Open the front door to Horizon and it'll look like a tiny Asian food mart. But follow the murmur of voices and clanging of pans coming from the back and you'll discover a busy little kitchen with seating for about 20 and lunchtime fare that'll snap you out of your burger complacency. Come here during the weekend and you'll likely stand in line with a cadre of Filipino workers from the cruise ships docked at nearby Port Everglades. Horizon is home-away-from-home for many of them, serving up the mainstay dishes of their homeland. Philippine food has been influenced by Malaysian, Chinese, and Spanish cultures, but it retains an identity all its own. Your best bet is choosing among the pork dishes, most of which cost $3.99. Adobo, considered the national dish, is pork marinated and sautéed in cider vinegar, soy sauce, ginger, and peppercorns. Pata tim is pork hock sautéed in a dark, sweet-vinegary sauce. Lechon kawale, or pan-roasted pork, is bite-sized pieces of belly that are fried in a wok to a golden, crispy brown. Some of the vegetable dishes use bitter melon, a squash that's too strong for most America palates, so it's best to ask if it's in a dish before ordering.
Somehow during each year's Best Of search, we find ourselves inexorably drawn by the scents of baking brioche, cardamom coffee cakes, and fruit tartelettes, the mixed berry custard strips, the lovingly handmade baguettes and loaves of country and Vienna and dark sourdough, the chocolate mousse cakes and the cream horns -- as we were saying, we're drawn by a mysterious, magnetic force back to Le Petit Pain, as if someone (perhaps the movie-star-gorgeous, 30-something proprietress, her equally delicious husband, and their adorable baby) had cast a spell on us. And the main ingredient of that wicked spell is quite evidently... butter. There is butter in the soft, rolled crepes, stacked like expensive Cuban cigars and filled with chocolate and raspberry sauce. There's yet more butter in the brioche, which begs to be taken home and dipped in egg, grilled, and showered with powdered sugar. There's butter in the butter cookies. As for the butter croissants, and even the chocolate croissants, which traditionally are composed by rolling a big block of butter between layers of pastry dough, let's just say that they're made in the grand old French tradition -- with lots and lots of butter. The rugalach and the biscottis, the brownies and the Dutch apple pies are also full of it, and so is the princess cake, the Swedish pizza, and the cheesecake. As you slide out the door, don't say we didn't warn you.
Photo by Ben Rusnak courtesy of El Tamarindo Cafe.
Two days after Wilma hit, the power was out everywhere. The streets were a mess. The airport was dark and silent. Taking a walk before curfew as twilight set in, we smelled carne asada. A policeman in a parking lot radioed another patrol: "I'm at Tamarindo. They're open. Come on over." A powerline repair crew sat at a table outside. A waitress came out. They were salvaging what they could from the freezer and cooking with propane: "We've only got carne asada and churrasco with rice and beans." Inside the dark restaurant, flashlights ricocheted around the kitchen. Candles flickered at a few tables and at the counter. Food came out in styrofoam. Even before their stint as the Restaurant at the End of the Universe, El Tamarindo won us over with its nicely charred grilled shrimp and beef, its pupusas encased in handmade-to-order tortillas, its sweet corn tamales and Sunday-morning huevos rancheros, and its "Exotica" salad with apples, queso blanco, and hearts of palm. All served on real plates, in an appealing space, with prices that will make you smile.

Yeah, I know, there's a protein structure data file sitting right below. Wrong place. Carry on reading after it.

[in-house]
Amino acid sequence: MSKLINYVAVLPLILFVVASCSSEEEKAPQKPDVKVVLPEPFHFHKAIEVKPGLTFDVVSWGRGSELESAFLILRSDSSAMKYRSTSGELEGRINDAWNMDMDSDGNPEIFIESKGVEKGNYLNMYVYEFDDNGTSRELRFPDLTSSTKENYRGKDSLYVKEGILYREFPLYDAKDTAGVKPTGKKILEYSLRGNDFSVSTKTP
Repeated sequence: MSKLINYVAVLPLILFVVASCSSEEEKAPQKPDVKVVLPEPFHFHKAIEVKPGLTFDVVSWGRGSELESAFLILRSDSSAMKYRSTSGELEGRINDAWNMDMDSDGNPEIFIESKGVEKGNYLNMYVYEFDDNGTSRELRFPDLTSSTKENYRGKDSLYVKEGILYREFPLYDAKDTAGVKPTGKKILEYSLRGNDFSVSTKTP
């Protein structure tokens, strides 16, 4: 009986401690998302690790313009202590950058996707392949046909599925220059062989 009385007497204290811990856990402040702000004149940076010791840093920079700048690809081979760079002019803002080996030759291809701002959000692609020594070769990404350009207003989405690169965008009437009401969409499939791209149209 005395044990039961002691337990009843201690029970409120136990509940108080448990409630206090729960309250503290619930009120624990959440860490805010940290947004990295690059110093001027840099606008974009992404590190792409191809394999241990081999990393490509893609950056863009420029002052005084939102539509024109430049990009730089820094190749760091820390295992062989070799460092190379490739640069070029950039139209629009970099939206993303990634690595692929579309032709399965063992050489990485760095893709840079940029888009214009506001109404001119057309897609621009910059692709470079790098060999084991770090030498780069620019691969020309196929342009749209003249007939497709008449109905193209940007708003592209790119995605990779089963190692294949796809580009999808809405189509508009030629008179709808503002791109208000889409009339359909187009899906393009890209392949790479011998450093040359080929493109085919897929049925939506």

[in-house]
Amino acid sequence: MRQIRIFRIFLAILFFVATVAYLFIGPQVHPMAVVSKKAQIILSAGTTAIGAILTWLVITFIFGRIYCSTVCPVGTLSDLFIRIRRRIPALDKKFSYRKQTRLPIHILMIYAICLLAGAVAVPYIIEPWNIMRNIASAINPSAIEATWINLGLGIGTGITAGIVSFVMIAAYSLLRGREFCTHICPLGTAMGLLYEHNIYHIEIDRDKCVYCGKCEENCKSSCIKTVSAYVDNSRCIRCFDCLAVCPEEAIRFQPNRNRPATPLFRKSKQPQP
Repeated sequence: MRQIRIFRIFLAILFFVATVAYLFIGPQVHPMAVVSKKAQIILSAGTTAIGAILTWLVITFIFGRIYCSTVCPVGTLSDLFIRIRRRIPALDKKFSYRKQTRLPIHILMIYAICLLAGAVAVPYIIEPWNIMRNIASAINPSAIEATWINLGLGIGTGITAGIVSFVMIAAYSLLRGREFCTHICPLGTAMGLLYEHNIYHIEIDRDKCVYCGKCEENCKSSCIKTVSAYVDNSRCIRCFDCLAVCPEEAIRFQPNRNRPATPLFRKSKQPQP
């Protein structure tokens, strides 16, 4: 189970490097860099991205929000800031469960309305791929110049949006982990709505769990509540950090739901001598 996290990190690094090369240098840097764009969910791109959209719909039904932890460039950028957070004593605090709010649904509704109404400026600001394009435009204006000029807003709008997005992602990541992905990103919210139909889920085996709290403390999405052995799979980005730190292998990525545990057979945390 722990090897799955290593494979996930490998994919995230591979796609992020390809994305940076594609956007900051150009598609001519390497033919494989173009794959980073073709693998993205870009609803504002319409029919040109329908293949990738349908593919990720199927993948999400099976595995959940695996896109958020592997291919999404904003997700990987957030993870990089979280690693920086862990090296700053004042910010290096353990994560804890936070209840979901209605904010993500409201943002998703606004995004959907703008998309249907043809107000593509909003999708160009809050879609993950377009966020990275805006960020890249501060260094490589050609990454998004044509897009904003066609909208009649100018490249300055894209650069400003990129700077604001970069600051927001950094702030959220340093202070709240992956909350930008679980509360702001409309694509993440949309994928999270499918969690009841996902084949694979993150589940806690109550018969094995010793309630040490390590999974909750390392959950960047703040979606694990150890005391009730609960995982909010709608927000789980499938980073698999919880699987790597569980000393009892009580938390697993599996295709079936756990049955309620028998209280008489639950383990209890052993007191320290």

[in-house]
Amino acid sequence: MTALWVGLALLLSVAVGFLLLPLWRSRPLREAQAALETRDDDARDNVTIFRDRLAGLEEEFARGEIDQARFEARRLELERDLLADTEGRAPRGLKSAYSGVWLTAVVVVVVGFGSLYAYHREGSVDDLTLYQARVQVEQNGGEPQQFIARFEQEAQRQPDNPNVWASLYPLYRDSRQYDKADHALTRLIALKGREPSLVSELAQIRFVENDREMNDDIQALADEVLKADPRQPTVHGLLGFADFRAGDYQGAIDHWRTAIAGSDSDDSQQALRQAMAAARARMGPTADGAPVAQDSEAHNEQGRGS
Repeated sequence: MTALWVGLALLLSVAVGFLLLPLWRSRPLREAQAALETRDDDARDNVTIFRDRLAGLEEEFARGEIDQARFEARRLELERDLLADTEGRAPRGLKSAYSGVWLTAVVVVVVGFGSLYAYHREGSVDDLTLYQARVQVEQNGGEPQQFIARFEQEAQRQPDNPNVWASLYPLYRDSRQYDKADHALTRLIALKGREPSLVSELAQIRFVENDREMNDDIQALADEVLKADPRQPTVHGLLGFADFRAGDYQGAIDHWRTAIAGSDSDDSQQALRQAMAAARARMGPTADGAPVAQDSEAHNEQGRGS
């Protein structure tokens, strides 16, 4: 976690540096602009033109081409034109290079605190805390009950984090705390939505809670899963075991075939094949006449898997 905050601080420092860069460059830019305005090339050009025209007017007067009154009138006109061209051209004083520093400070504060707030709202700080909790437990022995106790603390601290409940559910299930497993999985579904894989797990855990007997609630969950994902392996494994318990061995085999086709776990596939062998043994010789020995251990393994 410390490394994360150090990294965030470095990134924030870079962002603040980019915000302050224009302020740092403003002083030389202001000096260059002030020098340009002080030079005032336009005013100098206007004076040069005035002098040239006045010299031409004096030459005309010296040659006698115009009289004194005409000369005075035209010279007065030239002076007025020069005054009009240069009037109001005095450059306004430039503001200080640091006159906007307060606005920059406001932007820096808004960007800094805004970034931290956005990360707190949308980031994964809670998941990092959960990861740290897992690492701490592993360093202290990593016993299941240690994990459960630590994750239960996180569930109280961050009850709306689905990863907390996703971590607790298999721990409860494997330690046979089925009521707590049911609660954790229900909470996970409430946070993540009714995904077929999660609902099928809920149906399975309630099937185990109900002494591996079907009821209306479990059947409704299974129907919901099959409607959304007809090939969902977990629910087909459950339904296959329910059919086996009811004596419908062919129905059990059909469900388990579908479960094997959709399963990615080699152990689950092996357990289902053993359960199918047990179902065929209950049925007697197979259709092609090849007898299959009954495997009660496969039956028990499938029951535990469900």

When a wealthy Palm Beach matron throws a party -- which she does pretty often -- you can bet you won't find her in her kitchen six hours before the big night rolling hundreds of tiny pigs into hundreds of tiny blankets. More likely, she'll be perusing the flats of refrigerated finger foods in the cooler at C'est Si Bon (mini quiches, fig and cheese flatbreads, Palm Beach cheese balls, bite-sized beef Wellingtons). And when it's the cook's day off and Milady wants a no-fuss lunch -- something like roast tenderloin of beef with horseradish Dijon sauce and potatoes boulangre -- she isn't going to Albertson's deli for her prepared foods. That's why this tiny gourmet shop in the Bradley House Hotel has triumphed through many decades, several changes of management, and the vicissitudes of fortune -- the owners have learned to satisfy a clientele a bit on the demanding (they'd call it "discerning") side. Well, there's no law saying we all can't take picky advantage of lunch specials like jumbo lump crab cakes with remoulade sauce; or red pepper meatloaf with mushrooms, or braised lamb shanks, curried new potatoes, and pea salad; or roulade of turkey, peppers, spinach, and mushrooms. In fact, a trip to C'est Si Bon on a Saturday morning to fill the picnic hamper with cream of watercress soup, maple Dijon-glazed corn beef, dilled chicken salad, and orzo primavera is an ideal first step for a trip to the beach, a pleasantly strollable three blocks up the street.
Now that even Wal-Mart is selling raw fish, you might say the sushi craze has jumped the shark -- or maybe jumped the maguro. But about a year ago, Yoshi Sakata closed the dual sushi place/fish market he'd owned for more than 20 years and moved across the street to reopen as a small Japanese restaurant. That's a loss for locals who needed a good fish market, but it's a boon for the Fort Lauderdale sushi scene, because Sakata is now focused entirely on dishing up the tastiest Japanese delicacies in this vicinity. Drawing on two decades' worth of relationships with fishmongers, Sakata knows how to get his hands on the most interesting seafood from here and abroad. At Wasabi, sushi is always presented in pairs, since the Japanese words for one slice and three slices are puns on the words to kill (obviously unlucky when you're feeding people). At this tiny restaurant, which holds fewer than a dozen tables and a small sushi bar, Sakata might offer flounder usuzukuri, deeply flavorful slabs of yellowtail, exotic thinly sliced swordfish, tangerine-hued mackerel, tuna so fresh it seems to be breathing, uni imported from Japan, a soft, chewy, red clam from Canada, or a beautifully presented dish of tamago, a sweet egg custard as individual as the chef who creates it. Sakata's sushi is beautifully textured, complexly flavored, and elegant enough to restore your faith in the art.